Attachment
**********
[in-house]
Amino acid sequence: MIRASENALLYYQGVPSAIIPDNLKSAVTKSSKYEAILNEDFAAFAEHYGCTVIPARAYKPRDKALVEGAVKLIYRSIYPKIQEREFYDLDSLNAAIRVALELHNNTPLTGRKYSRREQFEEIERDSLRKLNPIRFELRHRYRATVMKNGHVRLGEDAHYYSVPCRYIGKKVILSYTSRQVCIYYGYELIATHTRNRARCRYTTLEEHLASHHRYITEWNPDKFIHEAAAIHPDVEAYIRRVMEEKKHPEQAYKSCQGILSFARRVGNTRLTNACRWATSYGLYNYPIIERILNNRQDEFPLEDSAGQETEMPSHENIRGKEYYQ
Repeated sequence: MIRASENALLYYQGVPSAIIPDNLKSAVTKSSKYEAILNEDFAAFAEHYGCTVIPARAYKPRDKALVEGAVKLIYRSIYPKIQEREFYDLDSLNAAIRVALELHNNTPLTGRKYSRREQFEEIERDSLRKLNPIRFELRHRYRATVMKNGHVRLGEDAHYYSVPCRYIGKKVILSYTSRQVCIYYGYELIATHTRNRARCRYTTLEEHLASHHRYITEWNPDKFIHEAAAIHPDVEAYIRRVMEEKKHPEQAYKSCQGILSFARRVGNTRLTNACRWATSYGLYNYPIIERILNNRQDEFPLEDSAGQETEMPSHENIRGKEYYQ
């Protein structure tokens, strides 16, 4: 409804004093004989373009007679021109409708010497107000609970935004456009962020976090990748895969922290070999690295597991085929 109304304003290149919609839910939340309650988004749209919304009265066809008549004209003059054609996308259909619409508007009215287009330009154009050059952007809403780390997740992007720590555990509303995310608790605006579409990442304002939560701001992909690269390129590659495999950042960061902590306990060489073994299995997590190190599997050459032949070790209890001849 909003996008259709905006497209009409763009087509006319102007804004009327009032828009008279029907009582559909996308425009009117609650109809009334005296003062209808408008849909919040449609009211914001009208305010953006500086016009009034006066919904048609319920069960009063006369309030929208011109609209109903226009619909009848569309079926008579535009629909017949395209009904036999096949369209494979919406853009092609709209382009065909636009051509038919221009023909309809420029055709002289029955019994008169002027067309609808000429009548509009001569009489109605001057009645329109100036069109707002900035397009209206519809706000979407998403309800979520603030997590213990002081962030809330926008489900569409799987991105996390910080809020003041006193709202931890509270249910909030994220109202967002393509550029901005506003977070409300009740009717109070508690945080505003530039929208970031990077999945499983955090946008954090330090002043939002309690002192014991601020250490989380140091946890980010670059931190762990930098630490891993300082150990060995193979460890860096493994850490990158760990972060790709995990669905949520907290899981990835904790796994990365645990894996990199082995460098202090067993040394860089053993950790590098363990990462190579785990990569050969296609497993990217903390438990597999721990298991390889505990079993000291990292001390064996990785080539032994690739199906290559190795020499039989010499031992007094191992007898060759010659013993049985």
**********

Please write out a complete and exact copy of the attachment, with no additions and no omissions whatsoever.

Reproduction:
[in-house]
Amino acid sequence: MIRASENALLYYQGVPSAIIPDNLKSAVTKSSKYEAILNEDFAAFAEHYGCTVIPARAYKPRDKALVEGAVKLIYRSIYPKIQEREFYDLDSLNAAIRVALELHNNTPLTGRKYSRREQFEEIERDSLRKLNPIRFELRHRYRATVMKNGHVRLGEDAHYYSVPCRYIGKKVILSYTSRQVCIYYGYELIATHTRNRARCRYTTLEEHLASHHRYITEWNPDKFIHEAAAIHPDVEAYIRRVMEEKKHPEQAYKSCQGILSFARRVGNTRLTNACRWATSYGLYNYPIIERILNNRQDEFPLEDSAGQETEMPSHENIRGKEYYQ
Repeated sequence: MIRASENALLYYQGVPSAIIPDNLKSAVTKSSKYEAILNEDFAAFAEHYGCTVIPARAYKPRDKALVEGAVKLIYRSIYPKIQEREFYDLDSLNAAIRVALELHNNTPLTGRKYSRREQFEEIERDSLRKLNPIRFELRHRYRATVMKNGHVRLGEDAHYYSVPCRYIGKKVILSYTSRQVCIYYGYELIATHTRNRARCRYTTLEEHLASHHRYITEWNPDKFIHEAAAIHPDVEAYIRRVMEEKKHPEQAYKSCQGILSFARRVGNTRLTNACRWATSYGLYNYPIIERILNNRQDEFPLEDSAGQETEMPSHENIRGKEYYQ
């Protein structure tokens, strides 16, 4: 409804004093004989373009007679021109409708010497107000609970935004456009962020976090990748895969922290070999690295597991085929 109304304003290149919609839910939340309650988004749209919304009265066809008549004209003059054609996308259909619409508007009215287009330009154009050059952007809403780390997740992007720590555990509303995310608790605006579409990442304002939560701001992909690269390129590659495999950042960061902590306990060489073994299995997590190190599997050459032949070790209890001849 909003996008259709905006497209009409763009087509006319102007804004009327009032828009008279029907009582559909996308425009009117609650109809009334005296003062209808408008849909919040449609009211914001009208305010953006500086016009009034006066919904048609319920069960009063006369309030929208011109609209109903226009619909009848569309079926008579535009629909017949395209009904036999096949369209494979919406853009092609709209382009065909636009051509038919221009023909309809420029055709002289029955019994008169002027067309609808000429009548509009001569009489109605001057009645329109100036069109707002900035397009209206519809706000979407998403309800979520603030997590213990002081962030809330926008489900569409799987991105996390910080809020003041006193709202931890509270249910909030994220109202967002393509550029901005506003977070409300009740009717109070508690945080505003530039929208970031990077999945499983955090946008954090330090002043939002309690002192014991601020250490989380140091946890980010670059931190762990930098630490891993300082150990060995193979460890860096493994850490990158760990972060790709995990669905949520907290899981990835904790796994990365645990894996990199082995460098202090067993040394860089053993950790590098363990990462190579785990990569050969296609497993990217903390438990597999721990298991390889505990079993000291990292001390064996990785080539032994690739199906290559190795020499039989010499031992007094191992007898060759010659013993049985």